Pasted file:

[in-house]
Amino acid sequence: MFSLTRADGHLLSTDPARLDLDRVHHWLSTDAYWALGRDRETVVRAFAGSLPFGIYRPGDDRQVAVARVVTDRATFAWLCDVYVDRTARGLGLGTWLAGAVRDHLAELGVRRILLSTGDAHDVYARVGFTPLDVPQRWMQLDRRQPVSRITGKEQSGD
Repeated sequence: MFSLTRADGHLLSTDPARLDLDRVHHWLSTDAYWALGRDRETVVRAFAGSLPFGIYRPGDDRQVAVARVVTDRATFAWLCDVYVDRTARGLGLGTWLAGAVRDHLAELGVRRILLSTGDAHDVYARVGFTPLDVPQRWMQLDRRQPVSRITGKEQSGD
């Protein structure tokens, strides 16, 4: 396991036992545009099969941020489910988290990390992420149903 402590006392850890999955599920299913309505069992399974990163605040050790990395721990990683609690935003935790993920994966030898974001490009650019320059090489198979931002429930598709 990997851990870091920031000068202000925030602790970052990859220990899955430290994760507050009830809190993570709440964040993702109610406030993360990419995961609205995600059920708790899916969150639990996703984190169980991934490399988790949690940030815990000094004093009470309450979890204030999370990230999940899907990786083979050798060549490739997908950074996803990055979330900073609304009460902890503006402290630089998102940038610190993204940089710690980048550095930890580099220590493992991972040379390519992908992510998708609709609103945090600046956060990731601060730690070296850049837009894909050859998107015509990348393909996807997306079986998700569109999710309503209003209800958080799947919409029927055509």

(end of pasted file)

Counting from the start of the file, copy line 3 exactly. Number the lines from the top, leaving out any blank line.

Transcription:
Repeated sequence: MFSLTRADGHLLSTDPARLDLDRVHHWLSTDAYWALGRDRETVVRAFAGSLPFGIYRPGDDRQVAVARVVTDRATFAWLCDVYVDRTARGLGLGTWLAGAVRDHLAELGVRRILLSTGDAHDVYARVGFTPLDVPQRWMQLDRRQPVSRITGKEQSGD